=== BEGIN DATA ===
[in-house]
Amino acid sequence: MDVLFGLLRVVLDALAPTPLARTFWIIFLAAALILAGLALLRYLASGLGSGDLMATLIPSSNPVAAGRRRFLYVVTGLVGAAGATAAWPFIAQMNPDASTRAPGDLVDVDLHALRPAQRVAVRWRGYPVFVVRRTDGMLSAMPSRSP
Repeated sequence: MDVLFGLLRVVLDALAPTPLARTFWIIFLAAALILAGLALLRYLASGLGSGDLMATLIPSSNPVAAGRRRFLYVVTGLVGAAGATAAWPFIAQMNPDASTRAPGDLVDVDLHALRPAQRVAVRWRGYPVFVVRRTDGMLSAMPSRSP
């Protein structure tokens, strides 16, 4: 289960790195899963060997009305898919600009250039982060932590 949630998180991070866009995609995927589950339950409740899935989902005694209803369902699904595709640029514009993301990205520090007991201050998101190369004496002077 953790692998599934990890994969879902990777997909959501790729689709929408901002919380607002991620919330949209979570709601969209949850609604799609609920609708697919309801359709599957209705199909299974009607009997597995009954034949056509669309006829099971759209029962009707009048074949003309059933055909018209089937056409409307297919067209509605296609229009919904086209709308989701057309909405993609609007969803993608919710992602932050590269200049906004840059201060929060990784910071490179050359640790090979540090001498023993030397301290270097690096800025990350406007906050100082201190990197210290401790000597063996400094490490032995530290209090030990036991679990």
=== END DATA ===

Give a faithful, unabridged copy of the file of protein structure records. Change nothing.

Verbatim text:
[in-house]
Amino acid sequence: MDVLFGLLRVVLDALAPTPLARTFWIIFLAAALILAGLALLRYLASGLGSGDLMATLIPSSNPVAAGRRRFLYVVTGLVGAAGATAAWPFIAQMNPDASTRAPGDLVDVDLHALRPAQRVAVRWRGYPVFVVRRTDGMLSAMPSRSP
Repeated sequence: MDVLFGLLRVVLDALAPTPLARTFWIIFLAAALILAGLALLRYLASGLGSGDLMATLIPSSNPVAAGRRRFLYVVTGLVGAAGATAAWPFIAQMNPDASTRAPGDLVDVDLHALRPAQRVAVRWRGYPVFVVRRTDGMLSAMPSRSP
């Protein structure tokens, strides 16, 4: 289960790195899963060997009305898919600009250039982060932590 949630998180991070866009995609995927589950339950409740899935989902005694209803369902699904595709640029514009993301990205520090007991201050998101190369004496002077 953790692998599934990890994969879902990777997909959501790729689709929408901002919380607002991620919330949209979570709601969209949850609604799609609920609708697919309801359709599957209705199909299974009607009997597995009954034949056509669309006829099971759209029962009707009048074949003309059933055909018209089937056409409307297919067209509605296609229009919904086209709308989701057309909405993609609007969803993608919710992602932050590269200049906004840059201060929060990784910071490179050359640790090979540090001498023993030397301290270097690096800025990350406007906050100082201190990197210290401790000597063996400094490490032995530290209090030990036991679990």